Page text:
The YouTube images are ubiquitous: angry young men brandishing guns, promising violence in the name of religion. What is so often unseen, obscured in the rush to condemn, is an understanding of what drives these (mainly) men to join militant movements – and of what may convince them to disengage from conflicts that have claimed tens of thousands of lives and left close to 11 million people in need of humanitarian aid.
Over the past year, IRIN explored those issues as part of our reporting on the humanitarian impact of the interrelated jihadist conflicts in Nigeria, Niger, Cameroon, and Mali – and the possible paths to peace.
Earlier this month we brought together three people who have had front-row seats on the rise of violent extremism in the region to discuss our recent reporting and next steps in slowing the rise of militancy and restoring stability to the region.
Read more: Countering militancy in the Sahel
To counter violent extremism, understanding its causes is key. “Structural factors” – poverty and government neglect – are often cited as laying the ground for jihadism to flourish.
Read more: Why some Malians join armed groups
What is often omitted, though, is the power an ideology has when a cause is framed as “sacred”. In northeastern Nigeria, the Salafist-jihad movement Boko Haram, draws on culture and history to portray its resistance to a “corrupt” government as a religious duty for all Muslims, in a region that has been a centre of Islamic learning for centuries.
Boko Haram’s propaganda promotes an Islamic piety that is readily understood in the rural villages. As a result, they “are winning hearts and minds”, noted Idayat Hassan, director of the Abuja-based Centre for Democracy and Development. The challenge for the government is to prove the benefits of democracy and constitutional rule.
The panelists identified an overly militaristic response as likely to further fuel violent extremism. “The whole issue with a lot of these kinds of terrorism strategies is that they are treating the symptoms as opposed to the causes of radicalisation and extremism,” Ryan Cummings, a South Africa-based risk analyst who is co-authoring a book on so-called Islamic State, pointed out.
A security-driven approach tends to overlook the complexities of the conflict, removes other options from the table, and serves to internationalise the fight, the panelists said.
In Mali, for example, there are troops from France, Germany, Italy, and the United States, as well as a 13,000-strong UN peacekeeping force, a five-nation regional intervention known as G-5, and an EU military training mission.
And yet Mali is as deadly now as in 2012, when the spillover from the Libyan crisis bolstered a Tuareg rebellion, which in turn facilitated the growth of jihadist movements.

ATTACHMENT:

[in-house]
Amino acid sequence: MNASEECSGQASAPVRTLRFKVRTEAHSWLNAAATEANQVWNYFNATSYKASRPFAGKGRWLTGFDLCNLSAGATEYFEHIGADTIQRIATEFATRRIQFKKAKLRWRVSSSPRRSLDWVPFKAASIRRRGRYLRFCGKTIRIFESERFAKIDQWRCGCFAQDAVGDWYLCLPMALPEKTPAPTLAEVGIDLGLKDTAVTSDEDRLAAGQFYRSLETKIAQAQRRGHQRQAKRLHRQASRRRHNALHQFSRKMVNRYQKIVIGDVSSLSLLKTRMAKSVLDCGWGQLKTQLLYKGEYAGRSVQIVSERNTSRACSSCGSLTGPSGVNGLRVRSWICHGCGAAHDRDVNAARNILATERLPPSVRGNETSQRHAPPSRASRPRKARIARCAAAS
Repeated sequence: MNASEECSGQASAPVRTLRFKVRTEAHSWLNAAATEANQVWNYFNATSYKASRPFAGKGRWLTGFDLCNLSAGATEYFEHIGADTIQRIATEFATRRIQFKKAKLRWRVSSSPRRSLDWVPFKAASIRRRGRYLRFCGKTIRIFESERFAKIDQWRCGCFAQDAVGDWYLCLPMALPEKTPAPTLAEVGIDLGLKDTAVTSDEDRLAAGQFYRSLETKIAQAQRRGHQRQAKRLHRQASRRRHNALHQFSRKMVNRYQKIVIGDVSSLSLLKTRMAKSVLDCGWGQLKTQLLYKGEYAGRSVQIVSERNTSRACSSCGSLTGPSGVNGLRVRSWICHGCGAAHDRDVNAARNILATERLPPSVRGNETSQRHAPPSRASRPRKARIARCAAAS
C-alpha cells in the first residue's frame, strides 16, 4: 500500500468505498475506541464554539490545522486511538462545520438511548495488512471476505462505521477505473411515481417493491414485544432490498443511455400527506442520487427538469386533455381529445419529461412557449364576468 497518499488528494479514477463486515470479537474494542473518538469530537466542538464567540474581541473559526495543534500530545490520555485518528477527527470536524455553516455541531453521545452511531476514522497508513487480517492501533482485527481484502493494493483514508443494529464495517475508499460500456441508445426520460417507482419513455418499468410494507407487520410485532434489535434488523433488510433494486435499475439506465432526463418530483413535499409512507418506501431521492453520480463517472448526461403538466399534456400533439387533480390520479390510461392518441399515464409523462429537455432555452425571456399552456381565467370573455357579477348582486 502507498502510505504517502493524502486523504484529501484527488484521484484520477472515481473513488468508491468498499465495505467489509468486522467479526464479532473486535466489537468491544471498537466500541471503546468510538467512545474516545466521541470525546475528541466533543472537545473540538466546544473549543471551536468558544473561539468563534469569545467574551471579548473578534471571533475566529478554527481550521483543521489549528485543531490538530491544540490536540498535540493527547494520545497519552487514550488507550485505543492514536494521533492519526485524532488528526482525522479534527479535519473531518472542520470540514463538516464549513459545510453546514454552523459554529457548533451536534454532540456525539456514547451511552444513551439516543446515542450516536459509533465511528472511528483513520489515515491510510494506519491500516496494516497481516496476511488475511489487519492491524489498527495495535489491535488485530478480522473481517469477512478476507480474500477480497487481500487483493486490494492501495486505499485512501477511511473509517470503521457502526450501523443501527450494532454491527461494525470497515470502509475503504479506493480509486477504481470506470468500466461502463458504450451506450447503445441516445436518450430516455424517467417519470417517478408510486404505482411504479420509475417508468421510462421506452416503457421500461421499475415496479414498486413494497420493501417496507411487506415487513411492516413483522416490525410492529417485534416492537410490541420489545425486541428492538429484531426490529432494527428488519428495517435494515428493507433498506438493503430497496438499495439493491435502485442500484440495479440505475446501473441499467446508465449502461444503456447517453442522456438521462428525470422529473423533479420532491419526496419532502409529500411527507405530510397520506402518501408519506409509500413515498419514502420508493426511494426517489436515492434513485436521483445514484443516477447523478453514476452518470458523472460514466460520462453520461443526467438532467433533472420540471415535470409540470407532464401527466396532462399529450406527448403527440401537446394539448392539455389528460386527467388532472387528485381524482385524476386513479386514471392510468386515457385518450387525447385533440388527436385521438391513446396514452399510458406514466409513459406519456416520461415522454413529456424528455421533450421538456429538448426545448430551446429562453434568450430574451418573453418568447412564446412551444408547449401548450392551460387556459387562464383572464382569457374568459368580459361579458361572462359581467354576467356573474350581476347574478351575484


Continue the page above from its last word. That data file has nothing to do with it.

Read more: New violence eclipses Mali’s plans for peace
How to move forward? There are growing calls to bring the insurgent groups to the negotiating table as part of a political process. But such initiatives are fraught with complications over finding the right channels to reach the jihadist leadership, and developing trust and the domestic conditions to enable talks.
Mali, Niger, and Nigeria have all launched amnesty programmes to peel away militants looking to surrender. But it is unclear whether these initiatives are not just another form of counter-insurgency rather than part of a genuine attempt at political settlement, the panelists suggested. Moreover, such programmes provide impunity for fighters who have carried out acts of violence, while their victims are ignored – receiving neither justice nor financial support to rebuild their lives.
And the panelists emphasised that local communities must be included in any peace and reintegration processes. More on that – and those cupcakes – below.
Highlights of the conversation, edited for clarity and length, follow.
- Idayat Hassan, director of the Abuja-based Centre for Democracy and Development, a policy and advocacy think tank covering West Africa.
- Ryan Cummings, a director at the South African risk mitigation firm Signal Risk, and co-author of a book on the so-called Islamic State.
- Chika Oduah, a multimedia journalist who has spent the last several years covering the conflict in northeastern Nigeria.
Moderator: Obi Anyadike, IRIN editor-at-large and a research fellow on violent extremism with Open Society Foundations.
On the root causes
Ryan Cummings: “The important aspect of it is – whether the violence is driven by ideology or a sense of marginalisation – there is a disconnect in the social contract between the communities affected [by radicalisation] and the state, and even within the communities themselves.”
Idayat Hassan: “I think the al-Barnawi faction of Boko Haram is the future of the insurgency. In this sect you have very young people who are well trained and have a [firm] set of beliefs … They do not target people [preferring to focus on the military] and when they enter communities they are well received. Their emphasis is on winning hearts and minds, on making themselves a bulwark against the ‘wicked’ Nigerian government.”
Read more: The danger of a better-behaved Boko Haram
On the mistake of militarisation
Cummings: “You have communities that are being victimised by extremist groups but are also perceived as being sympathetic towards them, and so are also victimised by these counter-terrorism initiatives – carried out by foreign forces for the most part. [Military strategies need to be balanced] by a softer approach, with a focus on greater democratisation, building state capacity and focusing on development.”
Hassan: “I think the biggest challenge we have is the militaristic approach, and this simplistic belief that most of these groups are not ideologically oriented; that they are mere criminal groups, or that most of the challenges are as a result of the underdevelopment in the Sahel [and are not political].”